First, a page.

Falls, Fights Top the List of Major Causes of Eye Injury
According to research presented at the annual meeting of the American Academy of Ophthalmology (AAO) 2015, falling was the number one cause of eye injuries overall resulting in hospitalization over a 10-year period. The study also found that the cost to treat eye injuries in hospitals increased by 62% during a 10-year study period, now resulting in over $20,000 per injury.
Researchers at Johns Hopkins University set out to identify the top causes of eye injuries as well as the associated hospital costs to better address prevention efforts. As serious eye trauma injuries can be expensive to treat, these preventive efforts could reduce the rate of eye injury and lower healthcare costs for eye trauma inpatient visits, they stated.
For a study sample of almost 47,000 patients aged 0–80 years diagnosed with ocular trauma from 2002–2011, study authors assessed the total cost of hospitalization, cause of injury, type of injury, and length of hospital stay. Study patients were then categorized by age. Key findings from the study include:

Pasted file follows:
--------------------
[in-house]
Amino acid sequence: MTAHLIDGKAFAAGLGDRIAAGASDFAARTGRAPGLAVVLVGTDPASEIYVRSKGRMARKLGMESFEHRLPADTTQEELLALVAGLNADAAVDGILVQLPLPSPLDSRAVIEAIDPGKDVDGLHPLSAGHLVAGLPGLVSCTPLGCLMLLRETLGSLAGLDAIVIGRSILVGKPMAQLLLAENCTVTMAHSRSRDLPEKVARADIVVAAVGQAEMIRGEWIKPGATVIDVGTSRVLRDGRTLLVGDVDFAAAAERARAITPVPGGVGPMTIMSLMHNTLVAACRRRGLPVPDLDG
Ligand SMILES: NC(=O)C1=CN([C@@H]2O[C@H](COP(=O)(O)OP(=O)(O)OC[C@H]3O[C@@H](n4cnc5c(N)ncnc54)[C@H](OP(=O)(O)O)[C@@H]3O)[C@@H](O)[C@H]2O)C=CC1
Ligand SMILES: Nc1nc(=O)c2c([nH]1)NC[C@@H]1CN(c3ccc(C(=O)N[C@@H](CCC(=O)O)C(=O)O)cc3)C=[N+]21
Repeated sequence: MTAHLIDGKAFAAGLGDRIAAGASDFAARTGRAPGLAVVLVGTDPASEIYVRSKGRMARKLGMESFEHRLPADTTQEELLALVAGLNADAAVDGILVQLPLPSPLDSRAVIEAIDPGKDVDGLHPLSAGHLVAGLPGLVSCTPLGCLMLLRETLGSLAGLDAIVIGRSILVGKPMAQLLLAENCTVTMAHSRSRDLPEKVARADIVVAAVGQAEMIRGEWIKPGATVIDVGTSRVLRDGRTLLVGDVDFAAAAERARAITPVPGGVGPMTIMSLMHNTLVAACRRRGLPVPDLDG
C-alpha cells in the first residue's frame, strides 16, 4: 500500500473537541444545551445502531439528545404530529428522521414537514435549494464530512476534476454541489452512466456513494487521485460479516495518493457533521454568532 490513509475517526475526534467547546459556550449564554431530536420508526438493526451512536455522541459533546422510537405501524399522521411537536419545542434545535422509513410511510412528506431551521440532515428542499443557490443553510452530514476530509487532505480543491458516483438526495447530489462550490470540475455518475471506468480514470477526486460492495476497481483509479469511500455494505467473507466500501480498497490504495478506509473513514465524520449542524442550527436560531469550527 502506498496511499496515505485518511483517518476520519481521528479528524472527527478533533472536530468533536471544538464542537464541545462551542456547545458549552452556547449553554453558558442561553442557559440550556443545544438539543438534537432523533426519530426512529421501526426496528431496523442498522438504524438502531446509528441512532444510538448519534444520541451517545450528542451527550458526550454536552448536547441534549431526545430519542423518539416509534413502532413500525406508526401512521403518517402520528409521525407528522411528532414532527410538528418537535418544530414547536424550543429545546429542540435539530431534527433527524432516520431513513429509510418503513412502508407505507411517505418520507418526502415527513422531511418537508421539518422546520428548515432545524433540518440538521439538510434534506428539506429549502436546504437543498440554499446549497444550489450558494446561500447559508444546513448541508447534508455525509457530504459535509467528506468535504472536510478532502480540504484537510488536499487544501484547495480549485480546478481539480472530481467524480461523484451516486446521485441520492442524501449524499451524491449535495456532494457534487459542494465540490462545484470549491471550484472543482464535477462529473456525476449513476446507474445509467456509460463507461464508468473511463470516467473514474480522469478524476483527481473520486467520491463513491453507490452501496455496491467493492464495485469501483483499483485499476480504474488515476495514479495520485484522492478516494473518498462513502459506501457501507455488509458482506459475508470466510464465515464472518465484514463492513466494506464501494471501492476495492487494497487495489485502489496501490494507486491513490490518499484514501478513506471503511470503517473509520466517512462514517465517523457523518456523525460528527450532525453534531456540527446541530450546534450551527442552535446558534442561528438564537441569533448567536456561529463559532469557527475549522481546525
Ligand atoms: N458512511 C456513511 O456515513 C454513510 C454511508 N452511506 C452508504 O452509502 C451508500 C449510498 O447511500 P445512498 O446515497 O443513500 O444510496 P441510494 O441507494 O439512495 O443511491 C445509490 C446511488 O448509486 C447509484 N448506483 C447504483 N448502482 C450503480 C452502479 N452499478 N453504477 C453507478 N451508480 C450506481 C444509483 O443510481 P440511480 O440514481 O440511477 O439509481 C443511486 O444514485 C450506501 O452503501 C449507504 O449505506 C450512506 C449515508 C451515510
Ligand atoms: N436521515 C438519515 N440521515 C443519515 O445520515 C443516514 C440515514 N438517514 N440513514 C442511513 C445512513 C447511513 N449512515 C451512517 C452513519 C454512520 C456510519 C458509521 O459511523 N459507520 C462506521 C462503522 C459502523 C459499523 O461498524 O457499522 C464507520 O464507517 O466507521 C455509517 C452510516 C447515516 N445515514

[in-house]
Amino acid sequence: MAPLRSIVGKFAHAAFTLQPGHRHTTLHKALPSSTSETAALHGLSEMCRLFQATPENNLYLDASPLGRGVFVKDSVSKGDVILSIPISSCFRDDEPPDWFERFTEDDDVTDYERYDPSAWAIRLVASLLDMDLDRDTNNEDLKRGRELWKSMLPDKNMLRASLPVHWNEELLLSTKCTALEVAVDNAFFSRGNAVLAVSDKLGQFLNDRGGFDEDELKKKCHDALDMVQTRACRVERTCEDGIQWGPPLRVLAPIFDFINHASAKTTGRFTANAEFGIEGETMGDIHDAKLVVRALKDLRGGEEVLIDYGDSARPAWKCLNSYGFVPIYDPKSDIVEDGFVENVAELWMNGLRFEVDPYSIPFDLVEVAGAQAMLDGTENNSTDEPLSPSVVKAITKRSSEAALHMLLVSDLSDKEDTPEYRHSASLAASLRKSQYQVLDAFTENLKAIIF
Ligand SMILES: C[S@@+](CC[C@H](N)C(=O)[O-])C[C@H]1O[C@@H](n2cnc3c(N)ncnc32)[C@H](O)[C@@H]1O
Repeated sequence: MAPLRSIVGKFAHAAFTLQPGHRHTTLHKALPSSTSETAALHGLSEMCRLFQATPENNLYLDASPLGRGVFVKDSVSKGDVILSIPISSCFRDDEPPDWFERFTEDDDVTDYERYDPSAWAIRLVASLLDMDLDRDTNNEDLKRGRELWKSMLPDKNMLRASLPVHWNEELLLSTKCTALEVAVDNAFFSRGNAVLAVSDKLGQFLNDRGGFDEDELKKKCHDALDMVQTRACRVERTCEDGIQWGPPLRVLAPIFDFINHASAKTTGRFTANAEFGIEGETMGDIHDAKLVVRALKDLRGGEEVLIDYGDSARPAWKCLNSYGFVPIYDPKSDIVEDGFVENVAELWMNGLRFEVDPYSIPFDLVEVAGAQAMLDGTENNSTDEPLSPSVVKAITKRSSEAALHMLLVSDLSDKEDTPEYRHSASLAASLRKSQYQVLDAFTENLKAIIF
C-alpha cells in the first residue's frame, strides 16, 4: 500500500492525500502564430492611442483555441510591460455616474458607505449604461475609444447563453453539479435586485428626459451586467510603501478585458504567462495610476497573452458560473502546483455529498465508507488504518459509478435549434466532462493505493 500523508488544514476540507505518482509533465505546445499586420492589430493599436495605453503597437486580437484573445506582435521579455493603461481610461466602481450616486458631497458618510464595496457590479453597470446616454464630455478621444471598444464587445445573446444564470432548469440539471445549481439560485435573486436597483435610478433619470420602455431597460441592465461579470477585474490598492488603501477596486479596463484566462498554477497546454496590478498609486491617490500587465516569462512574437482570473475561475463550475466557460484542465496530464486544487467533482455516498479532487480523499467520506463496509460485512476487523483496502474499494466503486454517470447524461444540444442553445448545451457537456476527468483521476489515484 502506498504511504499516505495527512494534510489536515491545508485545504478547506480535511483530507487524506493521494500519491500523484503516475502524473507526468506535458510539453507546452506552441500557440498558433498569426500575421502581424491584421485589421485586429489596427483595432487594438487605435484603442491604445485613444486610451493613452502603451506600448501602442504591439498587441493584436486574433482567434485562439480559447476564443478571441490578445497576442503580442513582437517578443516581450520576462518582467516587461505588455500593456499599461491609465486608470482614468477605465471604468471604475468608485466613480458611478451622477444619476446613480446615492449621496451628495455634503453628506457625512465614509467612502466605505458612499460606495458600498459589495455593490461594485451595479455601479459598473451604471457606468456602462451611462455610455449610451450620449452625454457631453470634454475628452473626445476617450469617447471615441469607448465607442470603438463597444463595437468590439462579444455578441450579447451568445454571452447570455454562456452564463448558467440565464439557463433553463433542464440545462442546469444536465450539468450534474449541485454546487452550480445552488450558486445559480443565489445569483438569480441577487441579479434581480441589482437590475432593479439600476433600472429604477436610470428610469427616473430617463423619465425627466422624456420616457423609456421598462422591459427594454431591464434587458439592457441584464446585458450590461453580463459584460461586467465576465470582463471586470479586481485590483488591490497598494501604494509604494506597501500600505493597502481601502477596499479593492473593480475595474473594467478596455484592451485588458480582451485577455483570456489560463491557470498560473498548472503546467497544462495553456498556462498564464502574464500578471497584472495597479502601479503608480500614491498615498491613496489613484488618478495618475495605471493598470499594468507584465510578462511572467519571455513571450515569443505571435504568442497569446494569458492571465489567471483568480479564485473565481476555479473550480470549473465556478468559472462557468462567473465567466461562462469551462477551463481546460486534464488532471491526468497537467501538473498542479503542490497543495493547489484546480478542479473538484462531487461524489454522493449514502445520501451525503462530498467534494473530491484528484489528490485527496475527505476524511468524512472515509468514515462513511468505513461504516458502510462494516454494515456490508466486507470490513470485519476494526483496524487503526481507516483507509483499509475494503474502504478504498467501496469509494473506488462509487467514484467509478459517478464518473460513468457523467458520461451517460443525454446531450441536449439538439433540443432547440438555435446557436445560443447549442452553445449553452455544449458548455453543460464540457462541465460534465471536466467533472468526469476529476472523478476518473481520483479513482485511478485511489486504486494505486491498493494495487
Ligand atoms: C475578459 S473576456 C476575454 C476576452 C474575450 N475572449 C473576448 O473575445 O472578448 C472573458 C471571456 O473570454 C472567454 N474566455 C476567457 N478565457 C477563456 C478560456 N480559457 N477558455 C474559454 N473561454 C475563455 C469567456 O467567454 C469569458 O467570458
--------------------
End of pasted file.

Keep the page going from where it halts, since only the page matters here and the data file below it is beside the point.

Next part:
Falls are the leading cause of eye injury: Most of the 8,425 falls recorded happened to those ≥60 years. Among the types of falls, slipping caused nearly 3,000 eye injuries. Falling down stairs was cited as a cause of eye injury 900 times.
Fighting was second most common cause of ocular trauma: In total, nearly 8,000 hospitalizations for eye injuries were caused by fighting and various types of assault. “Unarmed fight or brawl” came in at No. 2 overall among specific causes of eye injuries requiring hospitalization, but was the top cause reported for ages 10–59.
Kids injured in accidents, vehicle collisions and by sharp objects: For children ages ≤10, the leading cause of eye injury was being struck by accident by a person or object. Car crashes and accidentally being pierced or cut by a sharp object (eg, scissors) were second and third on the list of causes.
The median cost of treating these eye injuries shot up from $12,430–$20,116 between the years 2002–2011, an increase of 62%. The researchers found costs to be higher at large hospitals and for older patients. Income did not correlate with costs.
Regarding the higher cost to treat eye injuries, Christina Prescott, MD, PhD, the study's lead researcher, stated that it may be due to drug prices or administrative costs. "Either way, it's clear we need more targeted interventions to help reduce these types of injuries, many of which are preventable.”
For more information visit aao.org.